The Information Portal to the North Carolina Mental Health Community
Just a few short years ago, North Carolina realized that the quasi State entity, the "Area Authority", was incapable of delivering appropriate services and therefore left mental health consumers unserved. It was determined that the area authorities were too large to deliver services in an appropriate manner. The state transitioned to a community based model that allowed community based private companies to deliver services. Thus the term Community Support and the creation of the Community Support Service Definition.
The Community Support Service Definition was poorly written and widely abused. The costs to the taxpayers resulted in unprecedented changes to the mental health system in North Carolina.
But, the basic premise -- that mental health services should be community based -- is still true. But this truth has been lost in transition. The CABHA plan allows a CABHA agency to provide those services anywhere in the state. This has resulted, in some instances, in some of the larger companies aggressively pursuing the acquisition of smaller, community based providers. The larger providers have the financial resources to make acquisitions, but in a consumer choice environment, community based providers will have the competitive edge. That competitive edge will not exist if there are no community based providers. There is already a shift to reduce competition in the North Carolina mental health industry. When there stops being a community based focus to mental health, the consumers will suffer.
The fact that the consumers will suffer in a mental health system without community based providers has already been documented by North Carolina's recent history. Sure, the change to community based providers was poorly planned. But, the new model, the CABHA model, can only benefit the citizens of North Carolina, if we insure the survival of the community based CABHA.
There must be communication and dialogue at the grassroots level to address the issues that have been raised by North Carolina's transition to the Critical Access Behavioral Health Agency model. The NC CABHA is committed to promoting the dialogue and to insuring that consumers, providers, and the communities in which they live, have access to the new mental health system.
This local access can only be assured if community based services are provided by community based companies. NC CABHA is committed to the survival of small to midsize community based companies, whose survival is threatened by 1) the failure to be adequately represented at the highest levels of policy making within the mental health system, and 2) by the erosion of the state's commitment to community based mental health service delivery.
Just as a few large public agencies could not ensure the appropriate delivery of services, a few large private companies will not be able to ensure the appropriate delivery of services either.. The survival of the community based CABHA is inextricably tied to the appropriate delivery of services to consumers and the communities in which they live.
While we seek to reaffirm the state's commitment to the survival of the community based CABHA agencies, we also seek to reaffirm the agencies' commitment to regulatory compliance. To this end, we endeavor to provide educational and training opportunities to community based CABHA's, that will allow the implementation of regulatory compliance at a level that will survive the strict regulatory scrutiny that will soon follow achievement of CABHA status.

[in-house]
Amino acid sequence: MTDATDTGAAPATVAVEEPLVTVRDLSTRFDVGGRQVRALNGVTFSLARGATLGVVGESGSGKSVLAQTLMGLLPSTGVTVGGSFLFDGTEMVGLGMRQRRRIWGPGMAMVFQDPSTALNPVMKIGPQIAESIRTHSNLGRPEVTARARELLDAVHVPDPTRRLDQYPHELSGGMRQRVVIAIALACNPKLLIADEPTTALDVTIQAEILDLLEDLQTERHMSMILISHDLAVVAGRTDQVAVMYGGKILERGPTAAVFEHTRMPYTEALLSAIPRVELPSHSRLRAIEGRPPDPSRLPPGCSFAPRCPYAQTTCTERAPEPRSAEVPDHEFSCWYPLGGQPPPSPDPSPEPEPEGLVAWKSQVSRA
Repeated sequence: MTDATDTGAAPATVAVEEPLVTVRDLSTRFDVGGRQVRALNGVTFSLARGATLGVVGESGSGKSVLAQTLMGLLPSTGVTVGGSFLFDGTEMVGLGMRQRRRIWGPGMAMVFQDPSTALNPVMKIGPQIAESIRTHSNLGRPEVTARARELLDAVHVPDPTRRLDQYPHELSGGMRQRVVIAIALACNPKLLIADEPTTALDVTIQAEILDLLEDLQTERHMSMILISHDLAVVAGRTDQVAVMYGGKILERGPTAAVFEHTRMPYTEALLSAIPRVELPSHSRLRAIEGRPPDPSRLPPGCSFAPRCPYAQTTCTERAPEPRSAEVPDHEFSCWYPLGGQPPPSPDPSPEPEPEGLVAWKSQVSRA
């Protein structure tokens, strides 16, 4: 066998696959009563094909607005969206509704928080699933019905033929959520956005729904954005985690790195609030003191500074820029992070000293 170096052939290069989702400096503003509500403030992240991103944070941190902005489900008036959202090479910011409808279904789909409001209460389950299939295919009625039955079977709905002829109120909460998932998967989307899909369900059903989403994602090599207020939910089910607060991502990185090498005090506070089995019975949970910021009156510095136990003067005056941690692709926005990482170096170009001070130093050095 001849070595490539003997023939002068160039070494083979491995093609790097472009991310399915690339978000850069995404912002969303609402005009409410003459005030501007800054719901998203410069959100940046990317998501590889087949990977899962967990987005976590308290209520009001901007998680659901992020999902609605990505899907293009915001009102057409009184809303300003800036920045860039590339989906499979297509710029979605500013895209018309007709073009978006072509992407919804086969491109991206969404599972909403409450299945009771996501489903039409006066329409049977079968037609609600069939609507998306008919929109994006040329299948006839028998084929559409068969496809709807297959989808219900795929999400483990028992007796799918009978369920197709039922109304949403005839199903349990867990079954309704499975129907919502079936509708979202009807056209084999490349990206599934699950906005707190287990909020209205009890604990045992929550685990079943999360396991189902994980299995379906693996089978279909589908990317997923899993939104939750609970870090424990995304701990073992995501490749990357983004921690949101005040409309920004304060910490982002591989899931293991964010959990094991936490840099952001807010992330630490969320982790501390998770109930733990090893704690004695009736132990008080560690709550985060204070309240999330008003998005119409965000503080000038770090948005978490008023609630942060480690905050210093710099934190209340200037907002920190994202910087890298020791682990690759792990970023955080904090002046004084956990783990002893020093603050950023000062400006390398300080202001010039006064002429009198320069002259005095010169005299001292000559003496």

We commit to the education of consumers, politicians, religious leaders, local governments, and community stakeholders on the need for the survival of the community based CABHA's.
Remembering the Small Providers --, Good People, -- Who Could Not Survive the Mental Health Reform
March 15 marked thirty days since the launch of NCCABHA.COM. The response to our effort has been tremendous and insightful.
Tremendous in the sheer volume of visitors to our sight, and that have responded with encouragment.
Insightful in that we were surprised to receive emails suggesting that the citizens of North Carolina were leery of participating in open and frank discussion about the mental health changes. Some have expressed concern for retribution from state level officials for publicly speaking against elements of the reform. While we do not make short shrift of these fears, we dismiss any notion that public expression of opinion on such an important topic should succumb to such fear.
And so, we at nccabha.com march on to the beat of a different drummer, sounding the plight of the community based provider and the concern that rural North Carolina communities will be underserved.
Moreover, we mourn the closure of so many small providers who provided great service, but whose business structure could not withstand the weather of change. We lament the effect that these seismic changes have had on the ability of some very good people, to continue to serve their communities. We at nccabha.com, pause, to thank these small providers for their years of service to our community and dedicate our efforts in honor of those that have suffered so greatly for trying to do such a great work in our communities. God bless you and may he keep you and your family through these difficult financial times.
NC CABHA will post some of the comments received from our viewers. If you would like to have your submission considered, Submit your comments to us at email@example.com
This editorial is in the form of a news article from Roanoke Rapids.http://www.rrdailyherald.com/